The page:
This partnership working is not a new phenomenon, for the UK played a key role in the origins and history of the EUA. Winston Churchill’s speech in Zurich on the United States of Europe set a context within which one of the predecessor organisations of the EUA, the Conference of European Rectors, could be conceived and ultimately flourish. Indeed, the meeting that eventually led to its formation — the very first Conference of European Rectors and Vice-Chancellors — took place in July 1955 in Cambridge. At that meeting, as Per Nyborg explains in “The roots of the European University Association”, many of the key issues that universities face across Europe even to this day were discussed. The critical importance of autonomy, the requirement to protect academic freedom, equality of opportunity and the avoidance of discrimination, internationalism, student support and adequate government funding: all of these issues and more come across the desks of the rectors and presidents of EUA member universities every day. As any university leader will attest, there is no easy answer to many of the challenges that we collectively face: as intolerance rather than the free exchange of views becomes increasingly the case, having a forum like the EUA, with a wide diversity of experiences and insights, is enormously helpful. Being able to refer to the reports on university autonomy commissioned and published by the EUA has had real and tangible effects, enabling many of us to point to the evidence for the importance of political independence as new legislation is promulgated in our various jurisdictions. Similarly, we can draw on regular surveys of the state of public funding in the various systems, or the journey towards net zero. The values of the post-World War II settlement, then, of freedom of expression, autonomy within a system of democratic accountability, equality and the public good, are all reflected in the work of the EUA to the benefit of its members.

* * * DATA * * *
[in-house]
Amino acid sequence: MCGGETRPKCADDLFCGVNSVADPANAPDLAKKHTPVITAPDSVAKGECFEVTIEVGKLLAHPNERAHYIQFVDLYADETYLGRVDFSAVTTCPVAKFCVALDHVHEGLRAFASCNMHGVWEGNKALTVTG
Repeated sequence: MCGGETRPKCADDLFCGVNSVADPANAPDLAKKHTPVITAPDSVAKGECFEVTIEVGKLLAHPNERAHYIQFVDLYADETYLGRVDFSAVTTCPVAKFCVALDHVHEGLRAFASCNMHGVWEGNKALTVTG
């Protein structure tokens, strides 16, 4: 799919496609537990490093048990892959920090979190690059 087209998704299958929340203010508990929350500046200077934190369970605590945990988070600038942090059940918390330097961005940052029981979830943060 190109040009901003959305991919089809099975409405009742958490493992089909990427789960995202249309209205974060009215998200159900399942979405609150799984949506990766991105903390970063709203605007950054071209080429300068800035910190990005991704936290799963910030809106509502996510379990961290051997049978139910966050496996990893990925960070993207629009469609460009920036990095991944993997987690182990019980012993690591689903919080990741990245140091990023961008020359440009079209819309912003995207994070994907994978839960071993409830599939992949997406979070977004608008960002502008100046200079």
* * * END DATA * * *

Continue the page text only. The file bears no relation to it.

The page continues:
And it is values that bind us. The commitment of the collective membership to the UN’s Sustainable Development Goals allows the values to be lived. They provide a compass for our strategic direction that is independent of political changes, and they allow us to find common ground with our students and, indeed, future generations of students.

This brings me to a role that the EUA plays that is, in my view, perhaps its most important. There are times when world events create conditions that appear inimical to reconciliation, international understanding and the free exchange of ideas through research and education. The EUA was formed in the year that 9/11 took place, a turning point that shaped history for 20 years, culminating in 2021 in the withdrawal of US-led forces from Afghanistan. Through such periods the EUA is a symbol of international co-operation and understanding, and its member institutions can deploy their expertise, knowledge and resources for the common good and in ways that take into account the interests of future generations above all. This has been of real importance to the UK in recent years, and will continue to be so into the future.

That is why the EUA matters, and why it has endured for 20 years. While some of its members may have been in existence for centuries, the world moves on even for universities. In a changed and changing world where some of the old certainties regarding truth, facts, free expression and tolerance may no longer be so self-evident, working together across Europe in the broadest sense has never been more important.


Colin Riordan
Cardiff University

Colin Riordan is President and Vice-Chancellor of Cardiff University.